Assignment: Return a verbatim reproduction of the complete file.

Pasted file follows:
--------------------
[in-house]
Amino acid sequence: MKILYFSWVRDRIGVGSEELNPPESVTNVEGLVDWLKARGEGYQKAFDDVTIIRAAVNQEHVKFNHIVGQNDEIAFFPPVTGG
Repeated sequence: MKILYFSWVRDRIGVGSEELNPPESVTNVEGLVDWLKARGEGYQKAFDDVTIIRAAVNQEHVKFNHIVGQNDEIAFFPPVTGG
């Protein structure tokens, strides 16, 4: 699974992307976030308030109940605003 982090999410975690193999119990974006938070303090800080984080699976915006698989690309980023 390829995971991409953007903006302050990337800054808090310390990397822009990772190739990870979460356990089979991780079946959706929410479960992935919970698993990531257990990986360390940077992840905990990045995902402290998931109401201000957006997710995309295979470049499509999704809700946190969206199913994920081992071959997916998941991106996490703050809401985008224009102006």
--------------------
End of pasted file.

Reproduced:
[in-house]
Amino acid sequence: MKILYFSWVRDRIGVGSEELNPPESVTNVEGLVDWLKARGEGYQKAFDDVTIIRAAVNQEHVKFNHIVGQNDEIAFFPPVTGG
Repeated sequence: MKILYFSWVRDRIGVGSEELNPPESVTNVEGLVDWLKARGEGYQKAFDDVTIIRAAVNQEHVKFNHIVGQNDEIAFFPPVTGG
């Protein structure tokens, strides 16, 4: 699974992307976030308030109940605003 982090999410975690193999119990974006938070303090800080984080699976915006698989690309980023 390829995971991409953007903006302050990337800054808090310390990397822009990772190739990870979460356990089979991780079946959706929410479960992935919970698993990531257990990986360390940077992840905990990045995902402290998931109401201000957006997710995309295979470049499509999704809700946190969206199913994920081992071959997916998941991106996490703050809401985008224009102006």